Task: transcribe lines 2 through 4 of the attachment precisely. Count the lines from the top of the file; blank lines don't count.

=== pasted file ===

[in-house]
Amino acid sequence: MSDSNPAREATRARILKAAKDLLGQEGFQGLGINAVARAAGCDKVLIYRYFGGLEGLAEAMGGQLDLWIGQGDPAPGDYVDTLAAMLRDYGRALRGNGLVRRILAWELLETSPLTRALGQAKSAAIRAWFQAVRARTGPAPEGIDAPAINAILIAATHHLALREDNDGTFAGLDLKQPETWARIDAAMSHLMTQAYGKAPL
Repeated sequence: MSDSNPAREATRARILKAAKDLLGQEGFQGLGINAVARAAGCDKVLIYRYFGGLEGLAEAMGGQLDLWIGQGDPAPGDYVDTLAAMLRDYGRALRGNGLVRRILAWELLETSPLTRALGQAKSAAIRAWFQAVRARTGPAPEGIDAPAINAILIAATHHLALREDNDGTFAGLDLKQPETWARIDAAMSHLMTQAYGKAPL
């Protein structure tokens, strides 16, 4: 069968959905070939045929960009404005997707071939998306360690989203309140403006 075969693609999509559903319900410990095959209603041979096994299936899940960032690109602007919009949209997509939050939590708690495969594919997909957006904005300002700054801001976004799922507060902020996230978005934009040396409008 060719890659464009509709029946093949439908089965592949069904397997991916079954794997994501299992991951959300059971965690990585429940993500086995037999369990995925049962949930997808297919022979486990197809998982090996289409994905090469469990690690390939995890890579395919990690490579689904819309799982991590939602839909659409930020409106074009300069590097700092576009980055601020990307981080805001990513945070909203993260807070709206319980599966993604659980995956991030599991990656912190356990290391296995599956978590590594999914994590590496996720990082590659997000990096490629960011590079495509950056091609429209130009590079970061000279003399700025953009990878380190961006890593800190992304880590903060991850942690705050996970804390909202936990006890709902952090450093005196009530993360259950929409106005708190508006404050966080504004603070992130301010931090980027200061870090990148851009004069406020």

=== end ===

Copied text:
Amino acid sequence: MSDSNPAREATRARILKAAKDLLGQEGFQGLGINAVARAAGCDKVLIYRYFGGLEGLAEAMGGQLDLWIGQGDPAPGDYVDTLAAMLRDYGRALRGNGLVRRILAWELLETSPLTRALGQAKSAAIRAWFQAVRARTGPAPEGIDAPAINAILIAATHHLALREDNDGTFAGLDLKQPETWARIDAAMSHLMTQAYGKAPL
Repeated sequence: MSDSNPAREATRARILKAAKDLLGQEGFQGLGINAVARAAGCDKVLIYRYFGGLEGLAEAMGGQLDLWIGQGDPAPGDYVDTLAAMLRDYGRALRGNGLVRRILAWELLETSPLTRALGQAKSAAIRAWFQAVRARTGPAPEGIDAPAINAILIAATHHLALREDNDGTFAGLDLKQPETWARIDAAMSHLMTQAYGKAPL
């Protein structure tokens, strides 16, 4: 069968959905070939045929960009404005997707071939998306360690989203309140403006 075969693609999509559903319900410990095959209603041979096994299936899940960032690109602007919009949209997509939050939590708690495969594919997909957006904005300002700054801001976004799922507060902020996230978005934009040396409008 060719890659464009509709029946093949439908089965592949069904397997991916079954794997994501299992991951959300059971965690990585429940993500086995037999369990995925049962949930997808297919022979486990197809998982090996289409994905090469469990690690390939995890890579395919990690490579689904819309799982991590939602839909659409930020409106074009300069590097700092576009980055601020990307981080805001990513945070909203993260807070709206319980599966993604659980995956991030599991990656912190356990290391296995599956978590590594999914994590590496996720990082590659997000990096490629960011590079495509950056091609429209130009590079970061000279003399700025953009990878380190961006890593800190992304880590903060991850942690705050996970804390909202936990006890709902952090450093005196009530993360259950929409106005708190508006404050966080504004603070992130301010931090980027200061870090990148851009004069406020």